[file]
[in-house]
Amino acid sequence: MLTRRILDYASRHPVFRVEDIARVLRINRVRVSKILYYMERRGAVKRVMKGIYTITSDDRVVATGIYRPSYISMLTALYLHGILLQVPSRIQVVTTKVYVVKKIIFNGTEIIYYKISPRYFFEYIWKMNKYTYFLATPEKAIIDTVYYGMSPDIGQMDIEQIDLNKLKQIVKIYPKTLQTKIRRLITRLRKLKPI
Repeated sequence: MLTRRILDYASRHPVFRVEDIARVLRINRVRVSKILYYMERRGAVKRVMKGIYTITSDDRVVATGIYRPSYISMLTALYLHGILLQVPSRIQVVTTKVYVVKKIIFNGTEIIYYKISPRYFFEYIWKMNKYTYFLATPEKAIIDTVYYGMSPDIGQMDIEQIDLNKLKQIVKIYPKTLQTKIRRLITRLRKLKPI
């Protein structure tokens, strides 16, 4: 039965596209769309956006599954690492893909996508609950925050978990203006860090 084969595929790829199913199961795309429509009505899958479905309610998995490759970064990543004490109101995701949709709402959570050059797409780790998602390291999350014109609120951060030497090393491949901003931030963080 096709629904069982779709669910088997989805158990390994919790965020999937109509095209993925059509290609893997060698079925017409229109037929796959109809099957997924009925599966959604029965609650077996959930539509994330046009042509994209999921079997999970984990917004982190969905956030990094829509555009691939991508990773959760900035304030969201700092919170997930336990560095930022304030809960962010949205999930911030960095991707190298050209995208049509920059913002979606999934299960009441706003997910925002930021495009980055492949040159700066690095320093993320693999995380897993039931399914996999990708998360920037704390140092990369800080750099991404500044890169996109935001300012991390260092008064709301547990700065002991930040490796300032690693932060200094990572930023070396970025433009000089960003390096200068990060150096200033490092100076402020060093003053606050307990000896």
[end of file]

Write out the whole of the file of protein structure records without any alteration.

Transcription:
[in-house]
Amino acid sequence: MLTRRILDYASRHPVFRVEDIARVLRINRVRVSKILYYMERRGAVKRVMKGIYTITSDDRVVATGIYRPSYISMLTALYLHGILLQVPSRIQVVTTKVYVVKKIIFNGTEIIYYKISPRYFFEYIWKMNKYTYFLATPEKAIIDTVYYGMSPDIGQMDIEQIDLNKLKQIVKIYPKTLQTKIRRLITRLRKLKPI
Repeated sequence: MLTRRILDYASRHPVFRVEDIARVLRINRVRVSKILYYMERRGAVKRVMKGIYTITSDDRVVATGIYRPSYISMLTALYLHGILLQVPSRIQVVTTKVYVVKKIIFNGTEIIYYKISPRYFFEYIWKMNKYTYFLATPEKAIIDTVYYGMSPDIGQMDIEQIDLNKLKQIVKIYPKTLQTKIRRLITRLRKLKPI
């Protein structure tokens, strides 16, 4: 039965596209769309956006599954690492893909996508609950925050978990203006860090 084969595929790829199913199961795309429509009505899958479905309610998995490759970064990543004490109101995701949709709402959570050059797409780790998602390291999350014109609120951060030497090393491949901003931030963080 096709629904069982779709669910088997989805158990390994919790965020999937109509095209993925059509290609893997060698079925017409229109037929796959109809099957997924009925599966959604029965609650077996959930539509994330046009042509994209999921079997999970984990917004982190969905956030990094829509555009691939991508990773959760900035304030969201700092919170997930336990560095930022304030809960962010949205999930911030960095991707190298050209995208049509920059913002979606999934299960009441706003997910925002930021495009980055492949040159700066690095320093993320693999995380897993039931399914996999990708998360920037704390140092990369800080750099991404500044890169996109935001300012991390260092008064709301547990700065002991930040490796300032690693932060200094990572930023070396970025433009000089960003390096200068990060150096200033490092100076402020060093003053606050307990000896």